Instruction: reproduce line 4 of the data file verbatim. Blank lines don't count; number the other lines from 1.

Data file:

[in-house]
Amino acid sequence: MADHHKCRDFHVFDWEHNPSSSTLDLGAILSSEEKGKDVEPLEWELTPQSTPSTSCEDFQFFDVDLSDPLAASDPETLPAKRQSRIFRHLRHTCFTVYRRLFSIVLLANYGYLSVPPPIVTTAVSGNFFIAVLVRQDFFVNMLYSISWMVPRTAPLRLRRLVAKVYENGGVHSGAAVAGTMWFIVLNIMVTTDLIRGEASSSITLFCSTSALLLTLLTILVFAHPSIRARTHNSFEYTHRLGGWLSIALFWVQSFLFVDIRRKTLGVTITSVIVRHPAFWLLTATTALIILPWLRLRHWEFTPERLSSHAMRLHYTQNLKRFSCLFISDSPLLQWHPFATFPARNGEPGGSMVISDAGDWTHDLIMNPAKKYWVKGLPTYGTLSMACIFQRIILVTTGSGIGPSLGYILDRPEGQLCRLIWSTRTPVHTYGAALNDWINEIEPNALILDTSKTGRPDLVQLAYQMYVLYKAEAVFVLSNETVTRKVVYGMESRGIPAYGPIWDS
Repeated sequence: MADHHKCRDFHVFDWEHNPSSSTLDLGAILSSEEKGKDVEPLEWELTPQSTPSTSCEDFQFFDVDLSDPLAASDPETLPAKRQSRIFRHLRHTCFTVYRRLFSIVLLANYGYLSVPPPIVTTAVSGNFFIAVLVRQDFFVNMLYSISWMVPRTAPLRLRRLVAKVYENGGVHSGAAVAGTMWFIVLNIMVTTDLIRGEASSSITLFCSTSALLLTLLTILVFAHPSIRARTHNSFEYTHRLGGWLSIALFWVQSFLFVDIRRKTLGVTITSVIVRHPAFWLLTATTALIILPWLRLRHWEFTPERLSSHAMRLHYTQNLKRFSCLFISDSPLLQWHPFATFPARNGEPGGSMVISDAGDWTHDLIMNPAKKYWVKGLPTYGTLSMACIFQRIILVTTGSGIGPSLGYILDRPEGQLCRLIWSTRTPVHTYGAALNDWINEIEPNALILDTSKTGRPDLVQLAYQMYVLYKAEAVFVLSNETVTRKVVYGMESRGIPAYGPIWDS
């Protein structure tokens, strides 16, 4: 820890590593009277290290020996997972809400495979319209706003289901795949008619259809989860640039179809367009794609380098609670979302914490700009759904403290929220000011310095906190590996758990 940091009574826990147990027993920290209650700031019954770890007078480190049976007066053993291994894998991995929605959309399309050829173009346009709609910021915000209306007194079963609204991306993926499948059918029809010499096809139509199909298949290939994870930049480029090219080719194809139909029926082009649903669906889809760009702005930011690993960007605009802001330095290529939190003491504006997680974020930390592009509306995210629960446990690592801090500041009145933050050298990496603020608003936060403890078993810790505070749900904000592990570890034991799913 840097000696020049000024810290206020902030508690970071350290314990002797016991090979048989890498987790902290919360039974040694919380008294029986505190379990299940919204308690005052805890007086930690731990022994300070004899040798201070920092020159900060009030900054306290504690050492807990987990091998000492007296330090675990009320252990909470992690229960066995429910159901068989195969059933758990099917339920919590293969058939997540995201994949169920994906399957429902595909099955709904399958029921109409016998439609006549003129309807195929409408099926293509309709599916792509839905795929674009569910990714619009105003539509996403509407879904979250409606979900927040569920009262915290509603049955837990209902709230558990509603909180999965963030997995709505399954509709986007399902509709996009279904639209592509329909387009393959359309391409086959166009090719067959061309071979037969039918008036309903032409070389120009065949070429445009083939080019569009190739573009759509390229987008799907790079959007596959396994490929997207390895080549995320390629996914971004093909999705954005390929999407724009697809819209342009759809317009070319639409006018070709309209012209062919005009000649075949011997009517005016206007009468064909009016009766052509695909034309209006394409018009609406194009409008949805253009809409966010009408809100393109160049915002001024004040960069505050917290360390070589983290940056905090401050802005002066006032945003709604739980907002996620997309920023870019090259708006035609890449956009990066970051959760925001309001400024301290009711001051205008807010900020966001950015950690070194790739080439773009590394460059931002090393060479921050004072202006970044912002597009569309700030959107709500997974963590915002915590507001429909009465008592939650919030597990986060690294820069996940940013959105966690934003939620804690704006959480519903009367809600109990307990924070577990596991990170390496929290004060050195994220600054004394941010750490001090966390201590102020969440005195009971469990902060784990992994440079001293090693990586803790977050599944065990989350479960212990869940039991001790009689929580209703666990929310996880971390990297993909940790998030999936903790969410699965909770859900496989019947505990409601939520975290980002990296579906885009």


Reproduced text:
């Protein structure tokens, strides 16, 4: 820890590593009277290290020996997972809400495979319209706003289901795949008619259809989860640039179809367009794609380098609670979302914490700009759904403290929220000011310095906190590996758990 940091009574826990147990027993920290209650700031019954770890007078480190049976007066053993291994894998991995929605959309399309050829173009346009709609910021915000209306007194079963609204991306993926499948059918029809010499096809139509199909298949290939994870930049480029090219080719194809139909029926082009649903669906889809760009702005930011690993960007605009802001330095290529939190003491504006997680974020930390592009509306995210629960446990690592801090500041009145933050050298990496603020608003936060403890078993810790505070749900904000592990570890034991799913 840097000696020049000024810290206020902030508690970071350290314990002797016991090979048989890498987790902290919360039974040694919380008294029986505190379990299940919204308690005052805890007086930690731990022994300070004899040798201070920092020159900060009030900054306290504690050492807990987990091998000492007296330090675990009320252990909470992690229960066995429910159901068989195969059933758990099917339920919590293969058939997540995201994949169920994906399957429902595909099955709904399958029921109409016998439609006549003129309807195929409408099926293509309709599916792509839905795929674009569910990714619009105003539509996403509407879904979250409606979900927040569920009262915290509603049955837990209902709230558990509603909180999965963030997995709505399954509709986007399902509709996009279904639209592509329909387009393959359309391409086959166009090719067959061309071979037969039918008036309903032409070389120009065949070429445009083939080019569009190739573009759509390229987008799907790079959007596959396994490929997207390895080549995320390629996914971004093909999705954005390929999407724009697809819209342009759809317009070319639409006018070709309209012209062919005009000649075949011997009517005016206007009468064909009016009766052509695909034309209006394409018009609406194009409008949805253009809409966010009408809100393109160049915002001024004040960069505050917290360390070589983290940056905090401050802005002066006032945003709604739980907002996620997309920023870019090259708006035609890449956009990066970051959760925001309001400024301290009711001051205008807010900020966001950015950690070194790739080439773009590394460059931002090393060479921050004072202006970044912002597009569309700030959107709500997974963590915002915590507001429909009465008592939650919030597990986060690294820069996940940013959105966690934003939620804690704006959480519903009367809600109990307990924070577990596991990170390496929290004060050195994220600054004394941010750490001090966390201590102020969440005195009971469990902060784990992994440079001293090693990586803790977050599944065990989350479960212990869940039991001790009689929580209703666990929310996880971390990297993909940790998030999936903790969410699965909770859900496989019947505990409601939520975290980002990296579906885009």